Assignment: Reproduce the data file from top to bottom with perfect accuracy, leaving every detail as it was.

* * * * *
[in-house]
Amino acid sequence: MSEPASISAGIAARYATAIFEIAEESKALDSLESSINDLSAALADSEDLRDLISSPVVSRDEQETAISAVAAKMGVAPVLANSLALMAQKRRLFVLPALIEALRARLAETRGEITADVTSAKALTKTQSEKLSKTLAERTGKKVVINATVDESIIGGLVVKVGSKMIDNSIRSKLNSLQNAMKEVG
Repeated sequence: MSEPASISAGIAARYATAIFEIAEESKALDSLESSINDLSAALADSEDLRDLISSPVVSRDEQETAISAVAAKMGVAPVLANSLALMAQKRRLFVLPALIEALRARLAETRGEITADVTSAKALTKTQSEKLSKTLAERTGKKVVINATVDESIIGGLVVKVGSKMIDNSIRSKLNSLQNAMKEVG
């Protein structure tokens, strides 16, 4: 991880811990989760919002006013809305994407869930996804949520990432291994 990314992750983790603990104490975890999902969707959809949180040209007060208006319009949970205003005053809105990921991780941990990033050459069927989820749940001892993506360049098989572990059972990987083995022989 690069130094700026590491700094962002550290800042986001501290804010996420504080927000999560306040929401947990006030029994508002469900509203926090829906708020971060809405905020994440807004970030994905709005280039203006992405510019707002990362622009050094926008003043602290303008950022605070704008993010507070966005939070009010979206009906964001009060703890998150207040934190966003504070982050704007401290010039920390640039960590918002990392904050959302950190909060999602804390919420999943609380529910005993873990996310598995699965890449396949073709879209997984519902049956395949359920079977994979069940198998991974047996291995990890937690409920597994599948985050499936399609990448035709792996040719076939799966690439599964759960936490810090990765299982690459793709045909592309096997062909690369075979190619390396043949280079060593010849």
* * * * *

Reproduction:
[in-house]
Amino acid sequence: MSEPASISAGIAARYATAIFEIAEESKALDSLESSINDLSAALADSEDLRDLISSPVVSRDEQETAISAVAAKMGVAPVLANSLALMAQKRRLFVLPALIEALRARLAETRGEITADVTSAKALTKTQSEKLSKTLAERTGKKVVINATVDESIIGGLVVKVGSKMIDNSIRSKLNSLQNAMKEVG
Repeated sequence: MSEPASISAGIAARYATAIFEIAEESKALDSLESSINDLSAALADSEDLRDLISSPVVSRDEQETAISAVAAKMGVAPVLANSLALMAQKRRLFVLPALIEALRARLAETRGEITADVTSAKALTKTQSEKLSKTLAERTGKKVVINATVDESIIGGLVVKVGSKMIDNSIRSKLNSLQNAMKEVG
């Protein structure tokens, strides 16, 4: 991880811990989760919002006013809305994407869930996804949520990432291994 990314992750983790603990104490975890999902969707959809949180040209007060208006319009949970205003005053809105990921991780941990990033050459069927989820749940001892993506360049098989572990059972990987083995022989 690069130094700026590491700094962002550290800042986001501290804010996420504080927000999560306040929401947990006030029994508002469900509203926090829906708020971060809405905020994440807004970030994905709005280039203006992405510019707002990362622009050094926008003043602290303008950022605070704008993010507070966005939070009010979206009906964001009060703890998150207040934190966003504070982050704007401290010039920390640039960590918002990392904050959302950190909060999602804390919420999943609380529910005993873990996310598995699965890449396949073709879209997984519902049956395949359920079977994979069940198998991974047996291995990890937690409920597994599948985050499936399609990448035709792996040719076939799966690439599964759960936490810090990765299982690459793709045909592309096997062909690369075979190619390396043949280079060593010849």